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Here’s when the government shutdown will hurt even more

What happens when the government shuts down?

The world won't end if Washington can't find a way to pass a funding bill. That's the truth about a government "shutdown": the government doesn't shut down.
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The world won't end if Washington can't find a way to pass a funding bill. That's the truth about a government "shutdown": the government doesn't shut down.

Disputes over funding for a border wall between triggered a partial government shutdown Dec. 22 — and there’s no apparent end to the impasse.

Agencies out of money include the Departments of Treasury, Homeland Security, Interior, State, Agriculture, Justice, Commerce, Transportation and Housing and Urban Development. Also affected are several smaller departments.

In addition to more abstract ways the partial government shutdown obviously gets worse as time goes on, such as more work piling up and additional trash and waste in non-staffed national parks, the longer the shutdown goes, the worse the pain. A timeline of what’s to come:

JANUARY 11: Friday marked the end of the first pay period that fell entirely within the shutdown, meaning furloughed employees will first miss a paycheck covering that pay period on Jan. 11. This excludes employees of the Coast Guard, which were paid through Dec. 31, so they will receive a partial paycheck on Friday.

JANUARY 11: Federal court operations will be curtailed. Courts have been operating by using court fees and other revenue, but officials have said they’ll have to re-evaluate after Jan. 11.

JANUARY 12: The shutdown becomes the longest on record, surpassing the previous 21-day record that spanned from December 1995 to January 1996.

JANUARY 28: One function the shutdown should not affect: The Internal Revenue Service will begin processing tax returns, and, it said in a statement Monday, will “provide refunds to taxpayers as scheduled.”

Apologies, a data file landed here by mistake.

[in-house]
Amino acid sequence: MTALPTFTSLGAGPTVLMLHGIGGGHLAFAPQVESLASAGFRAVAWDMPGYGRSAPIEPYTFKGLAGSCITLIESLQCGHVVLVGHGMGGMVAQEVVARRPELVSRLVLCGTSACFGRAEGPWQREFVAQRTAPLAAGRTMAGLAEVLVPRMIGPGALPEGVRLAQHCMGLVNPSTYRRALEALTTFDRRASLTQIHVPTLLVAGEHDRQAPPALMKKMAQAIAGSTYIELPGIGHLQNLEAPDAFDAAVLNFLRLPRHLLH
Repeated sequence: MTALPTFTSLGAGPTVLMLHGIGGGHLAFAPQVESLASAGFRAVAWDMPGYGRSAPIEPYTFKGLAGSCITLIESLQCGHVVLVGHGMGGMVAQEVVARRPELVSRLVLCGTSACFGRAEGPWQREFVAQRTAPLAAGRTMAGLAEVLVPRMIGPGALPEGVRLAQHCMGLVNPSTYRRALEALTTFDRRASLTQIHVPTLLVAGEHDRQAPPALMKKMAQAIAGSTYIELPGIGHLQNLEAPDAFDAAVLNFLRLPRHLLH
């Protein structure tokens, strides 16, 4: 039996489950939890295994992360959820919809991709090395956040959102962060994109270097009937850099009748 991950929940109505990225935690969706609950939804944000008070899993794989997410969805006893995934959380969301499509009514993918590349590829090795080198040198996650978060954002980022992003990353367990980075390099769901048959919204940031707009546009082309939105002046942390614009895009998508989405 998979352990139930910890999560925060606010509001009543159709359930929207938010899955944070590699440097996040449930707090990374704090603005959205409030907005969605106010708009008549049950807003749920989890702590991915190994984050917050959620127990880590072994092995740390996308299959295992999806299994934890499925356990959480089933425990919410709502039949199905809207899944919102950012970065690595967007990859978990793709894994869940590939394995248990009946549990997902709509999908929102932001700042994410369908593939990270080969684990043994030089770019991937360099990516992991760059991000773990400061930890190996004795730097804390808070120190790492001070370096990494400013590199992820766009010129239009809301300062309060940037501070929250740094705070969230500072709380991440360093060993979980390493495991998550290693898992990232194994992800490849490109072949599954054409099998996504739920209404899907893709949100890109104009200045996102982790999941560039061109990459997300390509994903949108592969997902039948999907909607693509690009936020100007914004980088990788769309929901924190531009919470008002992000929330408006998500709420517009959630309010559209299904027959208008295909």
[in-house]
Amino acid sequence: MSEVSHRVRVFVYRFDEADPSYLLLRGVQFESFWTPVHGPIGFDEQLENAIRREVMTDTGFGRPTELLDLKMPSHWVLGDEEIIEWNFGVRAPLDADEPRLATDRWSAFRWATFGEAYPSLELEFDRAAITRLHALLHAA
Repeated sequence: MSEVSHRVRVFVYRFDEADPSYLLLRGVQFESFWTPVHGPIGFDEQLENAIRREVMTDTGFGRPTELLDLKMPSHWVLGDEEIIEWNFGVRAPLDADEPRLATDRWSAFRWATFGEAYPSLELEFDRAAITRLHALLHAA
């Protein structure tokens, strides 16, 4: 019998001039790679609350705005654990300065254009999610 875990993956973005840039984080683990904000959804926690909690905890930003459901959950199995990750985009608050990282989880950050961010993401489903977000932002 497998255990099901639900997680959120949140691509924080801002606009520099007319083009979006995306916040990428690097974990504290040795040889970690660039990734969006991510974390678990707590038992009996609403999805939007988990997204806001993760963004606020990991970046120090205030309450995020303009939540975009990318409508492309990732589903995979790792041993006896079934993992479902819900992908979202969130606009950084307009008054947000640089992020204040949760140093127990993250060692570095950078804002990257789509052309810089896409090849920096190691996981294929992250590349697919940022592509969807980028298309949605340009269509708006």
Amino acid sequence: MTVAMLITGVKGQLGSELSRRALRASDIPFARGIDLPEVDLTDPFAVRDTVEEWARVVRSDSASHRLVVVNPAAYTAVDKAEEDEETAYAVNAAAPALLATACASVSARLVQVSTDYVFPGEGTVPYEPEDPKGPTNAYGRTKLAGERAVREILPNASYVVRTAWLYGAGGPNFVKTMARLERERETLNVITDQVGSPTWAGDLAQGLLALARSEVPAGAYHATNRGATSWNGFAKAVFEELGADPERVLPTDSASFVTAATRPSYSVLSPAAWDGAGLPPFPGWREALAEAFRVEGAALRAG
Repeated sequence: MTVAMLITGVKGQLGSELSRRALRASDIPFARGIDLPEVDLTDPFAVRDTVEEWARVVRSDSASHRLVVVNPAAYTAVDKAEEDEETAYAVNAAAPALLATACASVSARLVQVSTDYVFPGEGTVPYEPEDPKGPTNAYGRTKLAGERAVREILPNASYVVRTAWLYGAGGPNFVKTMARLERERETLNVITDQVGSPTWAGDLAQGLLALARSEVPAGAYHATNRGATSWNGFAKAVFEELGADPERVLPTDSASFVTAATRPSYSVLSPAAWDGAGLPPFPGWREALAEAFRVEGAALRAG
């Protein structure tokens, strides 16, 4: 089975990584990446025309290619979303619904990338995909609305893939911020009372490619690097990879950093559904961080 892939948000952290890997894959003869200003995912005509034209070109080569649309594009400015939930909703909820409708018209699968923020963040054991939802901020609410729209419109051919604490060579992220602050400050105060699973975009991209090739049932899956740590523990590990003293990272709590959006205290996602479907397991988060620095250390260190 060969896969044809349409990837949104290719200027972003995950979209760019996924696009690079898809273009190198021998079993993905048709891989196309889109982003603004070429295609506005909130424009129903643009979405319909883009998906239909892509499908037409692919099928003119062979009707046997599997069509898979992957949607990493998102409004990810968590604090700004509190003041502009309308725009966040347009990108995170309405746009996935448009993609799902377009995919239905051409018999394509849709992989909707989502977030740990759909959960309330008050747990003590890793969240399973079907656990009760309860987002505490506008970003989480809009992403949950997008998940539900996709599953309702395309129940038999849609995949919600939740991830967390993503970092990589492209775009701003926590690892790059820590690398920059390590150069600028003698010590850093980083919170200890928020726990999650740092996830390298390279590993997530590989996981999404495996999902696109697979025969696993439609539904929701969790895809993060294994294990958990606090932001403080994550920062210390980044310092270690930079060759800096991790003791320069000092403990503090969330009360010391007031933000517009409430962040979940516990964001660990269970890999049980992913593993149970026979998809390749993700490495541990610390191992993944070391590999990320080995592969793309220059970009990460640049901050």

JANUARY 29: President Donald Trump is scheduled to give his annual State of the Union to Congress. Typically used by the president to outline his goals for the year, a continued shutdown would likely be the major focus while Trump gives a speech meant to look ahead.

FEBRUARY 4: The president has to submit his budget proposal to Congress by the first Monday in February. If the shutdown continues, typical agency input on what that proposal should include won’t be available and the budget process for the next fiscal year, which begins Oct. 1, will be stalled.

FEBRUARY: Low income households can receive food aid from the Supplemental Nutrition Assistance Program, formerly known as food stamps. The shutdown could eventually put more than 40 million people at risk of having their benefits dry up, but the agriculture department said Tuesday it will pay February benefits and is looking at ways to continue aid in March.

FEBRUARY: States, which rely on federal funding for big chunks of their budgets, will start to feel the sting as money for highways, community programs and other services could be delayed.



McClatchy DC reporter Lesley Clark contributed to this report.



Kate Irby is based in Washington, D.C. and reports on issues important to McClatchy’s California newspapers, including the Sacramento Bee, Fresno Bee and Modesto Bee. She previously reported on breaking news in D.C., politics in Florida for the Bradenton Herald and politics in Ohio for the Cleveland Plain Dealer.
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